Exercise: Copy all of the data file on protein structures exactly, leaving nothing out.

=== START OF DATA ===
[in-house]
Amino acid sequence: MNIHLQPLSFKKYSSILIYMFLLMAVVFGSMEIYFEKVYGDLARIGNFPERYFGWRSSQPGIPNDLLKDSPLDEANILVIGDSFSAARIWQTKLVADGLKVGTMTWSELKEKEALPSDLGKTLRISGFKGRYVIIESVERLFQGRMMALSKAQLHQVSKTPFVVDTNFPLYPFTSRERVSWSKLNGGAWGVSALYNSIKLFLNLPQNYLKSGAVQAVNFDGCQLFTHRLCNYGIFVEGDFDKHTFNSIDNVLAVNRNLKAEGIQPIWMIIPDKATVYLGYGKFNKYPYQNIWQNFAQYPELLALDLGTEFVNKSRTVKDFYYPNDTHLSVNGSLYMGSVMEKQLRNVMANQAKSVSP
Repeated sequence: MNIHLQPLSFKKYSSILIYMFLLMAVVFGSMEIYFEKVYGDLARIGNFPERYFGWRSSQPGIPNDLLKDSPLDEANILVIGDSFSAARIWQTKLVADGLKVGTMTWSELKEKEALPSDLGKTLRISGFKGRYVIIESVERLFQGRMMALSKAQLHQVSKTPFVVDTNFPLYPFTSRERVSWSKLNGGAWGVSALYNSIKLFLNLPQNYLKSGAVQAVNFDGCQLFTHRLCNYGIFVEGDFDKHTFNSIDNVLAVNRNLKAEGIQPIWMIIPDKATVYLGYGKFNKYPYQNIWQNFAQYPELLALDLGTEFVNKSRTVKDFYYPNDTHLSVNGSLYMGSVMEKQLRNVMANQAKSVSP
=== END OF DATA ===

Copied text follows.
[in-house]
Amino acid sequence: MNIHLQPLSFKKYSSILIYMFLLMAVVFGSMEIYFEKVYGDLARIGNFPERYFGWRSSQPGIPNDLLKDSPLDEANILVIGDSFSAARIWQTKLVADGLKVGTMTWSELKEKEALPSDLGKTLRISGFKGRYVIIESVERLFQGRMMALSKAQLHQVSKTPFVVDTNFPLYPFTSRERVSWSKLNGGAWGVSALYNSIKLFLNLPQNYLKSGAVQAVNFDGCQLFTHRLCNYGIFVEGDFDKHTFNSIDNVLAVNRNLKAEGIQPIWMIIPDKATVYLGYGKFNKYPYQNIWQNFAQYPELLALDLGTEFVNKSRTVKDFYYPNDTHLSVNGSLYMGSVMEKQLRNVMANQAKSVSP
Repeated sequence: MNIHLQPLSFKKYSSILIYMFLLMAVVFGSMEIYFEKVYGDLARIGNFPERYFGWRSSQPGIPNDLLKDSPLDEANILVIGDSFSAARIWQTKLVADGLKVGTMTWSELKEKEALPSDLGKTLRISGFKGRYVIIESVERLFQGRMMALSKAQLHQVSKTPFVVDTNFPLYPFTSRERVSWSKLNGGAWGVSALYNSIKLFLNLPQNYLKSGAVQAVNFDGCQLFTHRLCNYGIFVEGDFDKHTFNSIDNVLAVNRNLKAEGIQPIWMIIPDKATVYLGYGKFNKYPYQNIWQNFAQYPELLALDLGTEFVNKSRTVKDFYYPNDTHLSVNGSLYMGSVMEKQLRNVMANQAKSVSP